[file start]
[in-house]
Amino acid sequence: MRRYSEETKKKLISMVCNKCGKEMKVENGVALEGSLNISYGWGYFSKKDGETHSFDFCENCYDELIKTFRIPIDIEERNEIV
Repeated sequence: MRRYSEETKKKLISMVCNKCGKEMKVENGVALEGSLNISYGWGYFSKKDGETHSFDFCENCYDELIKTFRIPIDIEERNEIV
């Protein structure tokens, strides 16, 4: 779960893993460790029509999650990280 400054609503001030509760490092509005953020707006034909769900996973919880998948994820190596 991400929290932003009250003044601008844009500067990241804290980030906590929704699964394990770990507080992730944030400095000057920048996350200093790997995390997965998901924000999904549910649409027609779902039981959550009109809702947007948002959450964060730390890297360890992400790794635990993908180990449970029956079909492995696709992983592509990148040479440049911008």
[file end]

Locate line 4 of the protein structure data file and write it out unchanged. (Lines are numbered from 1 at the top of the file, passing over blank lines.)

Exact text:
């Protein structure tokens, strides 16, 4: 779960893993460790029509999650990280 400054609503001030509760490092509005953020707006034909769900996973919880998948994820190596 991400929290932003009250003044601008844009500067990241804290980030906590929704699964394990770990507080992730944030400095000057920048996350200093790997995390997965998901924000999904549910649409027609779902039981959550009109809702947007948002959450964060730390890297360890992400790794635990993908180990449970029956079909492995696709992983592509990148040479440049911008």